An example system includes an electronic component having an operation that is controllable and a switched mode power supply to supply power to at least part of the electronic system including the electronic component. The electronic component is configured to draw an amount of power from the switched mode power supply that is based on an operation of the electronic component. One or more processing devices execute instructions to perform operations that include detecting an event in the electronic system; and in response to detecting the event, controlling the operation of the electronic component to cause the electronic component to change the amount of power that the electronic component draws from the switched mode power supply. The change in the amount of power that the electronic component draws causes the switched mode power supply to output a signal that is evidence of the event. The example system may include one or more of the following features, either alone or in combination.

In the example system, the event may include a cyberattack. In the example system, controlling the operation of the electronic component may include causing the electronic component to execute instructions that increase a utilization of the electronic component relative to a utilization of the electronic component that existed prior to detecting the event. In the example system, the signal may include noise produced by the switched mode power supply.

The example system may include a power line connected to the electronic system, where the signal is output over the power line. In the example system, the electronic component may include a graphics processing unit (GPU). In the example system, the noise can be transmitted to a computing system wirelessly.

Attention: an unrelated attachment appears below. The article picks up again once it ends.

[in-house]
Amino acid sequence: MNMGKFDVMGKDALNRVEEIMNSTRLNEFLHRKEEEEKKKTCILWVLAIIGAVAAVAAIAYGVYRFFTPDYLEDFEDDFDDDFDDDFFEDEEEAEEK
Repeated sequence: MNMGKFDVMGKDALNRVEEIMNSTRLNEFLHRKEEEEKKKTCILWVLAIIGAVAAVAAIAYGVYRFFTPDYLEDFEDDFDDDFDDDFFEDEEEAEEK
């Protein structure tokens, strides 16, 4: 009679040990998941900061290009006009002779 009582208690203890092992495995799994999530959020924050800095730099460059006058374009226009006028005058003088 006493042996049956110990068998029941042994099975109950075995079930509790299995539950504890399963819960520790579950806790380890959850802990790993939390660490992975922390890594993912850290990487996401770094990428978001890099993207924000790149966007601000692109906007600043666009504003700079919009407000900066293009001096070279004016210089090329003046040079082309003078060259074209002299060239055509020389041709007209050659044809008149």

In the example system, the switched mode power supply may be configured to change a characteristic of the noise in response to the change in the amount of power that the electronic component draws. The change in the characteristic may be indicative of the event. In the example system, the characteristic of the noise may include a frequency of a switching element in the switched mode power supply. In the example system, the change of the characteristic of the noise may occur in a first duration of time and the change in the amount of power that the electronic components draws may occur in a second duration of time. In the example system, the first duration may be the same as the second duration.

In the example system, the operations may include controlling the operation of the electronic component to cause fluctuations in the amount of power that the electronic component draws from the switched mode power supply. The fluctuations may represent the information. In the example system, the information may include at least one of a serial number of the electronic system, a media access control (MAC) address of the electronic system, a type of the event, a date of the event, and a time of the event.